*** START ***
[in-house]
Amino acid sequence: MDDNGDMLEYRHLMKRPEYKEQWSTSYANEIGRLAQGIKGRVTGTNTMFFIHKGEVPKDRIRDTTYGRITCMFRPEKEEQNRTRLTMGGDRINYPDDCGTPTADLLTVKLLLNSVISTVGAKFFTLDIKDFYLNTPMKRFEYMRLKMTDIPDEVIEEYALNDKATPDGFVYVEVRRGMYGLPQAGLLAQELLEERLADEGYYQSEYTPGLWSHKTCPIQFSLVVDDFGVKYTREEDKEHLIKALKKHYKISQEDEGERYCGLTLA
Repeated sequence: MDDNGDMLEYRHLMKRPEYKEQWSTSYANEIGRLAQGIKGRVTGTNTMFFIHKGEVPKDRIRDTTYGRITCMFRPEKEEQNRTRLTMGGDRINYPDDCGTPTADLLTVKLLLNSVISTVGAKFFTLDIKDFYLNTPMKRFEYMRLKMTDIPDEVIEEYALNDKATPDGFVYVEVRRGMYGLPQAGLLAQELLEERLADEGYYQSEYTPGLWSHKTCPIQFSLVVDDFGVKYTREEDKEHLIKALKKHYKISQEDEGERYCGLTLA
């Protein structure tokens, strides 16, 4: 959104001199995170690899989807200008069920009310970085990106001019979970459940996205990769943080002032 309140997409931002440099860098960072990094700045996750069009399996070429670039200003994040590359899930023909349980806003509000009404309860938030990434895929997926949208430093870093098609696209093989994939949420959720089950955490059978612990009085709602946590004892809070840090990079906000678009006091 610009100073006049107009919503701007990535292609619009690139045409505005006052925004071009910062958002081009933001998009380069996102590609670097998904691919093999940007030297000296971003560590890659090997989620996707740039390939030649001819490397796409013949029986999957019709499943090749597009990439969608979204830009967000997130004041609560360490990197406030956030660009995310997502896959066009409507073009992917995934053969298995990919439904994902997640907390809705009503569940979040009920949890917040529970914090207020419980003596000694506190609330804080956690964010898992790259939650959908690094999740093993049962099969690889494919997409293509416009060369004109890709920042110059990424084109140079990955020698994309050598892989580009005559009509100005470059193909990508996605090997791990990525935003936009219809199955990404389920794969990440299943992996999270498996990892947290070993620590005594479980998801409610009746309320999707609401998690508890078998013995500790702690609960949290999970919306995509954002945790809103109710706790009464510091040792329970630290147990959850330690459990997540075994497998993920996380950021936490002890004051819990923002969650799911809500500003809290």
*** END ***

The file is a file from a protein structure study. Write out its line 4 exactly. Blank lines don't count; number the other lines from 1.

């Protein structure tokens, strides 16, 4: 959104001199995170690899989807200008069920009310970085990106001019979970459940996205990769943080002032 309140997409931002440099860098960072990094700045996750069009399996070429670039200003994040590359899930023909349980806003509000009404309860938030990434895929997926949208430093870093098609696209093989994939949420959720089950955490059978612990009085709602946590004892809070840090990079906000678009006091 610009100073006049107009919503701007990535292609619009690139045409505005006052925004071009910062958002081009933001998009380069996102590609670097998904691919093999940007030297000296971003560590890659090997989620996707740039390939030649001819490397796409013949029986999957019709499943090749597009990439969608979204830009967000997130004041609560360490990197406030956030660009995310997502896959066009409507073009992917995934053969298995990919439904994902997640907390809705009503569940979040009920949890917040529970914090207020419980003596000694506190609330804080956690964010898992790259939650959908690094999740093993049962099969690889494919997409293509416009060369004109890709920042110059990424084109140079990955020698994309050598892989580009005559009509100005470059193909990508996605090997791990990525935003936009219809199955990404389920794969990440299943992996999270498996990892947290070993620590005594479980998801409610009746309320999707609401998690508890078998013995500790702690609960949290999970919306995509954002945790809103109710706790009464510091040792329970630290147990959850330690459990997540075994497998993920996380950021936490002890004051819990923002969650799911809500500003809290």